Share on other sites

WTF? It just ate the important parts of my post... editing to try and add it back in...

What I tried to write:

Not an expert, but I was just writing a response about this...
 
Consider the following:

#include <type_traits>
#include <iostream>
 
struct Foo {
  Foo() : x(0), y(0) {}
  int x;
  int y;
};
 
struct Bar {
  Bar() = default;
  int x;
  int y;
};
 
int main()
{
    if (std::is_pod<Foo>::value) std::cout << "Foo is a POD" << std::endl;
    else                         std::cout << "Foo is *not* a POD" << std::endl;
    
    if (std::is_pod<Bar>::value) std::cout << "Bar is a POD" << std::endl;
    else                         std::cout << "Bar is *not* a POD" << std::endl;
}

This outputs:

Foo is *not* a POD
Bar is a POD
 

 

Let's look at what's going on...

 

Section 12.1, paragraph 5
A default constructor for a class X is a constructor of class X that can be called without an argument. If
there is no user-declared constructor for class X, a constructor having no parameters is implicitly declared
as defaulted (8.4). An implicitly-declared default constructor is an inline public member of its class.

...

A default constructor is trivial if it is neither user-provided nor deleted and ...

(note the last line, so Foo's constructor is not trivial because it is user-provided)

So let's look at what a POD is:

Section 9, paragraph 10
A POD struct is a class that is both a trivial class and a standard-layout class, and has no non-static
data members of type non-POD struct, non-POD union (or array of such types).

 

So now we ask, is Foo a trivial class?

Section 9, paragraph 6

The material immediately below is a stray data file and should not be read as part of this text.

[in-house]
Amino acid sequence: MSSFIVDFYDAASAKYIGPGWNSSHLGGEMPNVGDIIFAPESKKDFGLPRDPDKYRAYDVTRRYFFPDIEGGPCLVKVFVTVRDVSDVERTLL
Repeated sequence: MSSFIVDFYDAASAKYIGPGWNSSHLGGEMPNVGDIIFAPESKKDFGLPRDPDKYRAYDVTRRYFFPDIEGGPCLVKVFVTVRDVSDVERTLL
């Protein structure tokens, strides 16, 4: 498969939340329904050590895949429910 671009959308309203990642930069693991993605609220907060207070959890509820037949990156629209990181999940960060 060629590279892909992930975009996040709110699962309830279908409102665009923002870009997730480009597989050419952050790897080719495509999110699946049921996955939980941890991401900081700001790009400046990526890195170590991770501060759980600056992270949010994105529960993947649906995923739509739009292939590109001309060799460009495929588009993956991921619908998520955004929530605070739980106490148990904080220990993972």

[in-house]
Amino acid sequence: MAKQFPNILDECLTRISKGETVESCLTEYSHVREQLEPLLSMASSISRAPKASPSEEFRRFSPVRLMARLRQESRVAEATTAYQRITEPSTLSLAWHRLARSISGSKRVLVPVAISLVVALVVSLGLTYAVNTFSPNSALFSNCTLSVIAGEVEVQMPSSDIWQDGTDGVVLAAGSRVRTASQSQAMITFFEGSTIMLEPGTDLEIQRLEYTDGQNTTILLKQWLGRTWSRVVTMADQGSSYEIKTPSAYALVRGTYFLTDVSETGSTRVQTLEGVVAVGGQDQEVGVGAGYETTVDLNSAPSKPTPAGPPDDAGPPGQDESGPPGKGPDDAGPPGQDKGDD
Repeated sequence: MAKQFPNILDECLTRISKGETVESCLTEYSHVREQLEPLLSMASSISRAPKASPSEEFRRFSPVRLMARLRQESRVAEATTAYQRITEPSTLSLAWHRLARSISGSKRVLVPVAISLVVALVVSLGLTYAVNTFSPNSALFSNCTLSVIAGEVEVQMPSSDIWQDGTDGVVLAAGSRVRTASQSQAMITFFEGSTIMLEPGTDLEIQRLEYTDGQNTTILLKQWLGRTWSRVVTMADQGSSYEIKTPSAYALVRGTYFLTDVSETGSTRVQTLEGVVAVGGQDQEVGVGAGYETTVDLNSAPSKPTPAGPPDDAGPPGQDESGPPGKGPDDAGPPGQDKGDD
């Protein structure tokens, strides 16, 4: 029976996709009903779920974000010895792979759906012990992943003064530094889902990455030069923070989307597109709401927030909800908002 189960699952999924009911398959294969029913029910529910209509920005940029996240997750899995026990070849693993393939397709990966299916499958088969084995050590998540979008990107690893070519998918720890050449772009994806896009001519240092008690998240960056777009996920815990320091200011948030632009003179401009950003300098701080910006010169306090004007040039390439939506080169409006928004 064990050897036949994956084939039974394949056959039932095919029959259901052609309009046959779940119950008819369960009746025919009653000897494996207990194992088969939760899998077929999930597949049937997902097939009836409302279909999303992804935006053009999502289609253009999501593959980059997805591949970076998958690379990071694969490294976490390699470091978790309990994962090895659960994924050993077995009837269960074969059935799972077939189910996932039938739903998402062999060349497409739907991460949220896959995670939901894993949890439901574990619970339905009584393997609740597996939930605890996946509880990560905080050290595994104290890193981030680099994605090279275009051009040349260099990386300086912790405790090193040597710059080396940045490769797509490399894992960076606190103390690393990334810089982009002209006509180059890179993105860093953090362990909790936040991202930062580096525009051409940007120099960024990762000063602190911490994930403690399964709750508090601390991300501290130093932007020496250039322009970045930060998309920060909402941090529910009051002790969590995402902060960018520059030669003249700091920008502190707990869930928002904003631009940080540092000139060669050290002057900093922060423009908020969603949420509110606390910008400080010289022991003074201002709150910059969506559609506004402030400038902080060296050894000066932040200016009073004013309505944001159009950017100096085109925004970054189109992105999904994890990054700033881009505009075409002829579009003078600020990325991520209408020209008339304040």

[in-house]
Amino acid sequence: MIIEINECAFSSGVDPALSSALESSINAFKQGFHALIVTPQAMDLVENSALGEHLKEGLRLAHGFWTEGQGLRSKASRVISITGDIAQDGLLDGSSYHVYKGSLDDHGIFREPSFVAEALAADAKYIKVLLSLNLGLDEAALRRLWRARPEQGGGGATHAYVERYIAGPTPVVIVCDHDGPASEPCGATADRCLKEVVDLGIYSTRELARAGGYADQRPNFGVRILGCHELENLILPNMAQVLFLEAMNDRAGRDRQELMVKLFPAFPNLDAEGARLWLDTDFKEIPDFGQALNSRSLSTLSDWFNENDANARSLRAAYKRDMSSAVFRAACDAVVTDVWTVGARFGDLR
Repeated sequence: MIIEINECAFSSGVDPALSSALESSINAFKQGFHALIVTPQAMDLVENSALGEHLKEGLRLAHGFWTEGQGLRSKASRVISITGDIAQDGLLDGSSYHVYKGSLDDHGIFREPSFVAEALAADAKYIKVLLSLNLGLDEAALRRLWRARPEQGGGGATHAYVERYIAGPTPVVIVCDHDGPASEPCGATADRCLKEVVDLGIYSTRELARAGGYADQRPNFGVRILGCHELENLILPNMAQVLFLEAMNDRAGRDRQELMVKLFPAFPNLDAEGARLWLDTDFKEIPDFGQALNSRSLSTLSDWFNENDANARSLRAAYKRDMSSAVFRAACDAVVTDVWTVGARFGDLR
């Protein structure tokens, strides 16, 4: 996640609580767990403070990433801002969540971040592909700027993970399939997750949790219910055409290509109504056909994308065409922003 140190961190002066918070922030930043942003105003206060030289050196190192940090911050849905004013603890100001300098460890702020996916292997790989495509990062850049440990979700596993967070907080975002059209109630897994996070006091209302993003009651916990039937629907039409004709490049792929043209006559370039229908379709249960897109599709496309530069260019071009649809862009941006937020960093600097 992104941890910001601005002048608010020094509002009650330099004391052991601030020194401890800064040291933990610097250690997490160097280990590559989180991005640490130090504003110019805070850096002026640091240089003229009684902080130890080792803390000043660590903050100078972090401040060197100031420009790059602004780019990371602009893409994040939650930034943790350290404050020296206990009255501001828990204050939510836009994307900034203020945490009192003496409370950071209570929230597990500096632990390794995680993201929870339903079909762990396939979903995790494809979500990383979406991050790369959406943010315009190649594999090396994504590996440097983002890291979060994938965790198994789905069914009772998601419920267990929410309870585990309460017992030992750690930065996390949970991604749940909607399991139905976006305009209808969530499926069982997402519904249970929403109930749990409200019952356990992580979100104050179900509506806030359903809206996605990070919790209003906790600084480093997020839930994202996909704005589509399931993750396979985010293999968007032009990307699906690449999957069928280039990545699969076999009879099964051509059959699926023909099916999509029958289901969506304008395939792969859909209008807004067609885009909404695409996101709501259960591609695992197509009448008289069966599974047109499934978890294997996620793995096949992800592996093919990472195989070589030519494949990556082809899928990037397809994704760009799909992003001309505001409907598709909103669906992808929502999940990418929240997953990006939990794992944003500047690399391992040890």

A trivial class is a class that has a trivial default constructor (12.1) and is trivially copyable.

Nope, looks like Foo is not a trivial class, because it does not have a trivial default constructor, therefore it cannot be a POD.

Note that this is for C++11. I'd have to read through C++03 more thoroughly to be able to comment on C++03.

Edited by Cornstalks
2

Share this post


Link to post
Share on other sites
The change in C++11 is to unions.

From the wikipedia page: "Unions can now contain objects that have a non-trivial constructor." and "If so, the implicit default constructor of the union is deleted, forcing a manual definition."

So, its ok to have non-POD classes in unions now.
Though, it does say you have to add a default constructor to the union if you do... so still something unexplained going on with the union... Edited by Olof Hedman
0

Share this post


Link to post
Share on other sites

Though, it does say you have to add a default constructor to the union if you do... so still something unexplained going on with the union...

Ok, this was bugging me, but I think it makes sense.

You can have as many user-defined constructors as you like, but you have to have a default constructor, so that the compiler can construct an instance when it needs to.
0

Share this post


Link to post
Share on other sites

Wow. Maybe you should change your codebase over to D. Because if 3 C++ experts (or advanced users) are all confused about what is standard, then debug hell must have more than 9 circles.

0

Share this post


Link to post
Share on other sites

Create an account or sign in to comment

You need to be a member in order to leave a comment

Create an account

Sign up for a new account in our community. It's easy!


Register a new account

Sign in

Already have an account? Sign in here.


Sign In Now
Sign in to follow this  
Followers 0